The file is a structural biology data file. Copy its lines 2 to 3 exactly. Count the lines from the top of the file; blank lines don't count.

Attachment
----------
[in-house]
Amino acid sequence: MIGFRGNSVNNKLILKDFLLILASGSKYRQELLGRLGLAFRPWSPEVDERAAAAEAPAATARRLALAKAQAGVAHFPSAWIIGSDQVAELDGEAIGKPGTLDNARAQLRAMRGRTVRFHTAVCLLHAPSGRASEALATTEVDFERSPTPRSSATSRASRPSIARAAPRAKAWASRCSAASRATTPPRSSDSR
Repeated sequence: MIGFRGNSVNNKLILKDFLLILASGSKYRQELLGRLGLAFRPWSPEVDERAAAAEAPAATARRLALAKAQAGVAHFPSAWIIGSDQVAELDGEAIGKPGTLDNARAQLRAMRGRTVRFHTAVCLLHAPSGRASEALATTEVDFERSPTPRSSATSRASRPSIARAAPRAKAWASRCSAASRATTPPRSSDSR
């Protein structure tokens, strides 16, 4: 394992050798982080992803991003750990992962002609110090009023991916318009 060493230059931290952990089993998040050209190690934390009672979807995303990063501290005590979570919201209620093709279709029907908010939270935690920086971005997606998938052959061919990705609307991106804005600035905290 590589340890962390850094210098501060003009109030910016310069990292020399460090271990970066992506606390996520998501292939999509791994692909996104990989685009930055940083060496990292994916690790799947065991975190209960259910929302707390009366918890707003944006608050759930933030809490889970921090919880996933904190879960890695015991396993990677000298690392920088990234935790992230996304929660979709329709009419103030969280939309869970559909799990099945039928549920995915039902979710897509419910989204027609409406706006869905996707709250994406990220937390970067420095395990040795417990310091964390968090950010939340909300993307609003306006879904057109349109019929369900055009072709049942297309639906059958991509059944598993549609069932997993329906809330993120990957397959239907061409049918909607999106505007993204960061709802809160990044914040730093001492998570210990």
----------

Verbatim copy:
Amino acid sequence: MIGFRGNSVNNKLILKDFLLILASGSKYRQELLGRLGLAFRPWSPEVDERAAAAEAPAATARRLALAKAQAGVAHFPSAWIIGSDQVAELDGEAIGKPGTLDNARAQLRAMRGRTVRFHTAVCLLHAPSGRASEALATTEVDFERSPTPRSSATSRASRPSIARAAPRAKAWASRCSAASRATTPPRSSDSR
Repeated sequence: MIGFRGNSVNNKLILKDFLLILASGSKYRQELLGRLGLAFRPWSPEVDERAAAAEAPAATARRLALAKAQAGVAHFPSAWIIGSDQVAELDGEAIGKPGTLDNARAQLRAMRGRTVRFHTAVCLLHAPSGRASEALATTEVDFERSPTPRSSATSRASRPSIARAAPRAKAWASRCSAASRATTPPRSSDSR